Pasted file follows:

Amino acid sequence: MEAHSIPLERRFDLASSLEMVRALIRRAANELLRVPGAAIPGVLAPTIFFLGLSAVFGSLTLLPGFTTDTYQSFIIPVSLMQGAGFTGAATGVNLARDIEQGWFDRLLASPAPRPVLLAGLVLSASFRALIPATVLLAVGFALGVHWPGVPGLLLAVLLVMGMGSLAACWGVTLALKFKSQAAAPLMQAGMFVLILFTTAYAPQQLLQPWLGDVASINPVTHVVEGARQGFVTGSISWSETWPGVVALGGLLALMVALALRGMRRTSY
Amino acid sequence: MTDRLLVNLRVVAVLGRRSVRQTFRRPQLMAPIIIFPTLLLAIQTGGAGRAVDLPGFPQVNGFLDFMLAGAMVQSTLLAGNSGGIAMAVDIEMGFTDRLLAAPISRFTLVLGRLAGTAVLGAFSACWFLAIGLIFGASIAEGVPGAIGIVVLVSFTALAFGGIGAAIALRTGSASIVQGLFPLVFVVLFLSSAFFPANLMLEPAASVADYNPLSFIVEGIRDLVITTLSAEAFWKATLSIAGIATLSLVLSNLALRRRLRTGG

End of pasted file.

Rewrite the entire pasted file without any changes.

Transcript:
Amino acid sequence: MEAHSIPLERRFDLASSLEMVRALIRRAANELLRVPGAAIPGVLAPTIFFLGLSAVFGSLTLLPGFTTDTYQSFIIPVSLMQGAGFTGAATGVNLARDIEQGWFDRLLASPAPRPVLLAGLVLSASFRALIPATVLLAVGFALGVHWPGVPGLLLAVLLVMGMGSLAACWGVTLALKFKSQAAAPLMQAGMFVLILFTTAYAPQQLLQPWLGDVASINPVTHVVEGARQGFVTGSISWSETWPGVVALGGLLALMVALALRGMRRTSY
Amino acid sequence: MTDRLLVNLRVVAVLGRRSVRQTFRRPQLMAPIIIFPTLLLAIQTGGAGRAVDLPGFPQVNGFLDFMLAGAMVQSTLLAGNSGGIAMAVDIEMGFTDRLLAAPISRFTLVLGRLAGTAVLGAFSACWFLAIGLIFGASIAEGVPGAIGIVVLVSFTALAFGGIGAAIALRTGSASIVQGLFPLVFVVLFLSSAFFPANLMLEPAASVADYNPLSFIVEGIRDLVITTLSAEAFWKATLSIAGIATLSLVLSNLALRRRLRTGG